Competing Environmental Management Standards: How ISO 14001 Outnumbered EMAS in Germany, the UK, France, and Sweden
Roeland Bracke and
Environment and Planning C, 2007, vol. 25, issue 4, 611-627
In the middle of the 1990s two international environmental management standards became available for European companies: the European Eco-Management and Audit Scheme (EMAS) and the International Organization for Standardization's ISO 14001. Companies that wanted to implement a standardized environmental management system were confronted with the choice between their national standard, the European standard, or the international one. In the past decennium, the national standards have been abolished and the number of ISO 14001 certified companies has outnumbered the number of EMAS-registered organizations. The speed at which and the extent to which ISO 14001 has outnumbered EMAS differs, however, between countries in the EU-15. We argue that a country classification based on the degree of statism of the collective agency on the one hand, and the degree of corporatism of society's organization on the other, offers a valuable perspective for analyzing the evolution of the uptake of both standards in a country. We present the cases of Germany, the UK, France, and Sweden, and conclude that in countries characterized by a more societal organization of authority, private alternatives for national regulations like ISO 14001 are welcomed and adopted with enthusiasm. In countries characterized by a rather statist organization, such alternatives are looked upon with more suspicion resulting in delayed uptake. Whereas ISO 14001 is a purely private initiative, voluntary registration to the EMAS regulation creates a link between the company and the authorities. In contrast to corporatist settings, this frightens off business participation in associational countries.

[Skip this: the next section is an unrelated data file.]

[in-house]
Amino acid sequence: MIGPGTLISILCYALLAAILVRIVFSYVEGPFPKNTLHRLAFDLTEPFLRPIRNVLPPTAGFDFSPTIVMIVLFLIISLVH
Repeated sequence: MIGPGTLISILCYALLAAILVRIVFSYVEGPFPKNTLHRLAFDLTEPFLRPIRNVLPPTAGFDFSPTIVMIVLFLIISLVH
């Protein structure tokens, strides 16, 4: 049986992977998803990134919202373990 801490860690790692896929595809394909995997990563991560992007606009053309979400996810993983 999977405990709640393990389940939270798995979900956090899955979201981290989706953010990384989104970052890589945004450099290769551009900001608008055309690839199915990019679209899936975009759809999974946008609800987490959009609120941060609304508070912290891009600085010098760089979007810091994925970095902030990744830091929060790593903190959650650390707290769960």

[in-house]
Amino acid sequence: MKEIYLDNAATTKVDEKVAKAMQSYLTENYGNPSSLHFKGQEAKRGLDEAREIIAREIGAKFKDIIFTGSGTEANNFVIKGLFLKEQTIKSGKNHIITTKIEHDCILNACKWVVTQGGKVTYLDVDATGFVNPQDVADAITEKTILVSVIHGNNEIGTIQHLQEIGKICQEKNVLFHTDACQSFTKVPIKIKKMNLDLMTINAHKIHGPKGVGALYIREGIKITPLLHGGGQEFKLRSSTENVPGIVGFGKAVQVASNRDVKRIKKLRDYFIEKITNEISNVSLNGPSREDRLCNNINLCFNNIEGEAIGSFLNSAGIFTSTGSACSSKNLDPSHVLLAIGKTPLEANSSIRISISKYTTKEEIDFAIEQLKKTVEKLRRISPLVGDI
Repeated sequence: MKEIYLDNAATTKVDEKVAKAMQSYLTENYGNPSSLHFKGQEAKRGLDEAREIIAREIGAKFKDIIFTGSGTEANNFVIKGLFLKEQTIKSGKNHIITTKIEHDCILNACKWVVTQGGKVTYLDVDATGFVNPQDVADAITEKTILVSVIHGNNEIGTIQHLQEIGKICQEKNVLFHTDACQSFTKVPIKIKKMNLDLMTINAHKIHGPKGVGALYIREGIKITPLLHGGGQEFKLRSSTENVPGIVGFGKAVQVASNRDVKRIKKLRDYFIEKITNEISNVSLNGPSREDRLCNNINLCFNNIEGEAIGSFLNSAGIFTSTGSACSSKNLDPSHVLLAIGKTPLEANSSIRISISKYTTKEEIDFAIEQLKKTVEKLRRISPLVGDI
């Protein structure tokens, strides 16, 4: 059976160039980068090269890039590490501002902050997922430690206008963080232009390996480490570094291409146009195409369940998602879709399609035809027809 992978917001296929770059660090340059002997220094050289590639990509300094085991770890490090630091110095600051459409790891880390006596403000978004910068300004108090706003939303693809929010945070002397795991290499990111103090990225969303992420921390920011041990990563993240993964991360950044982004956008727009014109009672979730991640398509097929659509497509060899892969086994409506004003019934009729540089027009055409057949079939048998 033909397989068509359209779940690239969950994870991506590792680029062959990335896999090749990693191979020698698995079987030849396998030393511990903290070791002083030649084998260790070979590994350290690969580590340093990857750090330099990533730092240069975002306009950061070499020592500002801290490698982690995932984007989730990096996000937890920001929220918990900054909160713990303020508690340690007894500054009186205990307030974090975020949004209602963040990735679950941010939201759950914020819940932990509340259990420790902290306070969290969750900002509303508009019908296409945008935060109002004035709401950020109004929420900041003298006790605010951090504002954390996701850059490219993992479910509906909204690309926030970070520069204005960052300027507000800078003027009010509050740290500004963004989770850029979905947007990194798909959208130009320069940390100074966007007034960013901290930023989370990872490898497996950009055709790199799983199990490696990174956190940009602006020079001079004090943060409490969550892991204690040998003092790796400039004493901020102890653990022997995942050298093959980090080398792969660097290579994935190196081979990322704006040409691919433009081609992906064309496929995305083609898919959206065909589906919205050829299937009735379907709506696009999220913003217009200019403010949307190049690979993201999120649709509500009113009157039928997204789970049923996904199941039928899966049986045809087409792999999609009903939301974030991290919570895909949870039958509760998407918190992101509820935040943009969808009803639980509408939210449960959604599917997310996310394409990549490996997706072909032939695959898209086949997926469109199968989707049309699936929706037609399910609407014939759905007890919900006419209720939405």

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Persistent link: https://EconPapers.repec.org/RePEc:sae:envirc:v:25:y:2007:i:4:p:611-627
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